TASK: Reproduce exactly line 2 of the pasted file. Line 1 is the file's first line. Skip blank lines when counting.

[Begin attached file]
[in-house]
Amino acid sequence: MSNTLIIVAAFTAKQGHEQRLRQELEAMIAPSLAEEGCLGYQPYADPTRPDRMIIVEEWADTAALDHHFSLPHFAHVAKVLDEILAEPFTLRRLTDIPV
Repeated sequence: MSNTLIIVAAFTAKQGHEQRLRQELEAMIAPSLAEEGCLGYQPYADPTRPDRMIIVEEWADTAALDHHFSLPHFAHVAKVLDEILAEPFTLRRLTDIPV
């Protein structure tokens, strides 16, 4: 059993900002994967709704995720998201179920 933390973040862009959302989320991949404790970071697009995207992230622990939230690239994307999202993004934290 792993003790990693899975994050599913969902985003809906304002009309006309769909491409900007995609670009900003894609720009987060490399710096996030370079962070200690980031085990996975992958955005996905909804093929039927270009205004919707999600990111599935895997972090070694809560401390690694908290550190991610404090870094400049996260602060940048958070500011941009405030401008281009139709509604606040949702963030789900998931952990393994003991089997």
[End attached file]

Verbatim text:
Amino acid sequence: MSNTLIIVAAFTAKQGHEQRLRQELEAMIAPSLAEEGCLGYQPYADPTRPDRMIIVEEWADTAALDHHFSLPHFAHVAKVLDEILAEPFTLRRLTDIPV